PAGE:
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Thermodynamic analysis of propane dry and steam reforming for synthesis gas or hydrogen production

Research output: Contribution to Journal/MagazineJournal articlepeer-review

<mark>Journal publication date</mark>2010
<mark>Journal</mark>International Journal of Hydrogen Energy
Issue number23
Number of pages8
Pages (from-to)12800-12807
Publication StatusPublished
<mark>Original language</mark>English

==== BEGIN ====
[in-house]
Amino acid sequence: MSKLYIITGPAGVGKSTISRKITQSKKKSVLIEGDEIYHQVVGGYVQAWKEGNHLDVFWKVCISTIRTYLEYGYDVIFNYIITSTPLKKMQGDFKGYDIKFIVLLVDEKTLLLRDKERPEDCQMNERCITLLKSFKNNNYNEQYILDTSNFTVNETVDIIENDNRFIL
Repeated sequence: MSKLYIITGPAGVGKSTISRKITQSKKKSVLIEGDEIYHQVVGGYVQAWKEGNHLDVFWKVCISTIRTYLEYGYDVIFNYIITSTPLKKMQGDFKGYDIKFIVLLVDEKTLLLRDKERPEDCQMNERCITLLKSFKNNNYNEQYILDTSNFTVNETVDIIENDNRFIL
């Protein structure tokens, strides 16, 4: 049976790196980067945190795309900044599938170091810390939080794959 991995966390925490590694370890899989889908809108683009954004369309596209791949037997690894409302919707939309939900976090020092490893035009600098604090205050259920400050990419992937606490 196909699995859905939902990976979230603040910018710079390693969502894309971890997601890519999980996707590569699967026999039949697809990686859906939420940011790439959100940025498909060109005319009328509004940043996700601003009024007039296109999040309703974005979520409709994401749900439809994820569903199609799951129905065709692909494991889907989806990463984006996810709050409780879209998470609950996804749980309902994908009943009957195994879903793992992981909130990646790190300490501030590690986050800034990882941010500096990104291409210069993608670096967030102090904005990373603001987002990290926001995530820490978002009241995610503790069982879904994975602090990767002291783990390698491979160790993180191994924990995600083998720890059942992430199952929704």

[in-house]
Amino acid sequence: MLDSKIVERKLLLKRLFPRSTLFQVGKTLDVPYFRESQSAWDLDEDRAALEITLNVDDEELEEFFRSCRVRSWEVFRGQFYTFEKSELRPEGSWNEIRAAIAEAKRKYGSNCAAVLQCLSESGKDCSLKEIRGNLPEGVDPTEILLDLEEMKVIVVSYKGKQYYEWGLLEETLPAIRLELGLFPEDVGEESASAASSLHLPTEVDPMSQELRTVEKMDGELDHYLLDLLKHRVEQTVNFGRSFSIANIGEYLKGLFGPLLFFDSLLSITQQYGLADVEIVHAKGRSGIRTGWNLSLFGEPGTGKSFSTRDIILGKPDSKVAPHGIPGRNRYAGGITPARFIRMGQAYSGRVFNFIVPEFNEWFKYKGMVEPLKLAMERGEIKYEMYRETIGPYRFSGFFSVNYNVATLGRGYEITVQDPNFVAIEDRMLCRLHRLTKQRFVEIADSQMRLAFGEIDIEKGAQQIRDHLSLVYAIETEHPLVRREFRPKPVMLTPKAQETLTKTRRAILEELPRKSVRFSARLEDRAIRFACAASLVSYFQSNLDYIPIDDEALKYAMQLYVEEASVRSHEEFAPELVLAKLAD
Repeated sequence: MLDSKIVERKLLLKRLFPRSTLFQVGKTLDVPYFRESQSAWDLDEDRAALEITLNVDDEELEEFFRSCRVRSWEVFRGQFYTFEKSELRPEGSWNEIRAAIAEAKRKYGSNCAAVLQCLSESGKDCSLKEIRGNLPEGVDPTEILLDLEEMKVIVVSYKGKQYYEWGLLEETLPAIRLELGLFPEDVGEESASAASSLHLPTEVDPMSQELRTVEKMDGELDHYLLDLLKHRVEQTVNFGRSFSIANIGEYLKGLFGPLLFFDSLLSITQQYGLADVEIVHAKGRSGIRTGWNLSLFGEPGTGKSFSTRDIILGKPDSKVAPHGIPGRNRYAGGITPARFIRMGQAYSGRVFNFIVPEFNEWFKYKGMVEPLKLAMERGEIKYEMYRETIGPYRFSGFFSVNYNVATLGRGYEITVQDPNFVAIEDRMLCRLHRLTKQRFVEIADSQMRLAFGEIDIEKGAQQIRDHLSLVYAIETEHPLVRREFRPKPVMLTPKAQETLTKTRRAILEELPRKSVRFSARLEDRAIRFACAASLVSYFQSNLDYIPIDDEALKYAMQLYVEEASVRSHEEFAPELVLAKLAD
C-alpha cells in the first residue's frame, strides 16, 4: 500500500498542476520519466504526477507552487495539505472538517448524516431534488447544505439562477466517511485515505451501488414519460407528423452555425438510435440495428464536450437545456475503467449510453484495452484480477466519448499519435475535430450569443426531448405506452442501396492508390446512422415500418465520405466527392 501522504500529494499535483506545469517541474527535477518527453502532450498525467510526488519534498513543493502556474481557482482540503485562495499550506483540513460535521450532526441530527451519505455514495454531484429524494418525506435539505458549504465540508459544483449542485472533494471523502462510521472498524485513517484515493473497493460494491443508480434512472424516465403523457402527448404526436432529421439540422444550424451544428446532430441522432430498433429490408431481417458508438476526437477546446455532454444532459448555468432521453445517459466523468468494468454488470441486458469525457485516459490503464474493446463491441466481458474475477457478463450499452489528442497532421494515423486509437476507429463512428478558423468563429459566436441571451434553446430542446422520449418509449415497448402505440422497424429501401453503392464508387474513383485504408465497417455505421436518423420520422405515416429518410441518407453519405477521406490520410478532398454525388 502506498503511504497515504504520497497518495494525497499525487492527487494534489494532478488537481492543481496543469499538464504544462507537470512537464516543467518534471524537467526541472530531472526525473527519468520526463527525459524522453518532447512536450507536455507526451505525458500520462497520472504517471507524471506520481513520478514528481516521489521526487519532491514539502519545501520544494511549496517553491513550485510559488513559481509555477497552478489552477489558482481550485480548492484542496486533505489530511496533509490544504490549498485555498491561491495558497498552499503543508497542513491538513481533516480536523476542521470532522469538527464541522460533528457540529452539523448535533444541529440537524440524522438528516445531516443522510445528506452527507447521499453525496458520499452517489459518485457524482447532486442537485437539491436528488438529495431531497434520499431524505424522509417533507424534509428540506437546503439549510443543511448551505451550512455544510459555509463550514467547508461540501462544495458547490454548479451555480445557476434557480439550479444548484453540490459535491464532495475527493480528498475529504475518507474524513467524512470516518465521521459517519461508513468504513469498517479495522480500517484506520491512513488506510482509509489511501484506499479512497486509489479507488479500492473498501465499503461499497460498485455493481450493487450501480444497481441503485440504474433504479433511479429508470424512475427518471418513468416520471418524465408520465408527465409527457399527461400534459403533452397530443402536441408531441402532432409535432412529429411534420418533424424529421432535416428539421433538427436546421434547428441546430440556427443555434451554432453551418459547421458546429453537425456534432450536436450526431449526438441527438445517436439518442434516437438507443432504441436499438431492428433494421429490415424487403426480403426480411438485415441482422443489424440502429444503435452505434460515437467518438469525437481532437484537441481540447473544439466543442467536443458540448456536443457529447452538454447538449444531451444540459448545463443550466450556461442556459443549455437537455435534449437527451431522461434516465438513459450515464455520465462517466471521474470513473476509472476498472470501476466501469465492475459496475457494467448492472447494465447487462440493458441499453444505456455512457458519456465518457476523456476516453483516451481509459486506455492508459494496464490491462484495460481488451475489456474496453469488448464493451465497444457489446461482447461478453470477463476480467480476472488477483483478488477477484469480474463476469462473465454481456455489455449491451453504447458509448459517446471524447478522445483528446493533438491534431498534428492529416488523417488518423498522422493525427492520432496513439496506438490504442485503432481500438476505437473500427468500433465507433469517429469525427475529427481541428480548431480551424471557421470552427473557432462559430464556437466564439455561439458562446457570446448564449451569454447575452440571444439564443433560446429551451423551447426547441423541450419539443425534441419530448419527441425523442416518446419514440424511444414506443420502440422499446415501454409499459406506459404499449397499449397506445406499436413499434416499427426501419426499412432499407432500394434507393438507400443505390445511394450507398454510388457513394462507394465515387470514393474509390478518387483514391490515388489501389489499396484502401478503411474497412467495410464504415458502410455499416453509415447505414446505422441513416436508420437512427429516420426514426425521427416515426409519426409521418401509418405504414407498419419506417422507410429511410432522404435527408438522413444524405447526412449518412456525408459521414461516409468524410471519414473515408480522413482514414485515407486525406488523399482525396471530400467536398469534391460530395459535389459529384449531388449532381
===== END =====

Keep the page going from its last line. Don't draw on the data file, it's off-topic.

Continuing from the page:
Thermodynamics was applied to investigate propane dry reforming (DR) and steam reforming (SR). Equilibrium calculations employing the Gibbs free energy minimization were performed upon a wide range of pressure (1–5 atm), temperature (700–1100 K), carbon dioxide to propane ratio (CPR, 1–12) and water to propane ratio (WPR, 1–18). From a thermodynamic perspective, it is demonstrated that DR is promising for production of synthesis gas with low hydrogen content, as opposite to SR which favours generation of synthesis gas with high hydrogen content. Complete conversion of propane was obtained for the range of pressure, temperature, CPR and WPR considered in this study. Atmospheric pressure is shown to be preferable for both DR and SR. Approximately 10 mol of synthesis gas can be produced per mole of propane at a temperature greater than 1000 K from DR when CPR is higher than 6. The optimum conditions for synthesis gas production from DR are found to be 975 K (CPR = 3) for a H2/CO ratio of 1 and 1100 K (CPR = 1) for a H2/CO ratio of 2. The greatest CO2 conversion (95%) can be obtained also at 1100 K and CPR = 1. Preferential conditions for hydrogen production from SR are achieved with the temperatures between 925 and 975 K and WPRs of 12–18. The maximum number of moles of hydrogen produced is 9.1 (925 K and WPR = 18). Under conditions that favour hydrogen production, methane and carbon formation can be eliminated to negligible level.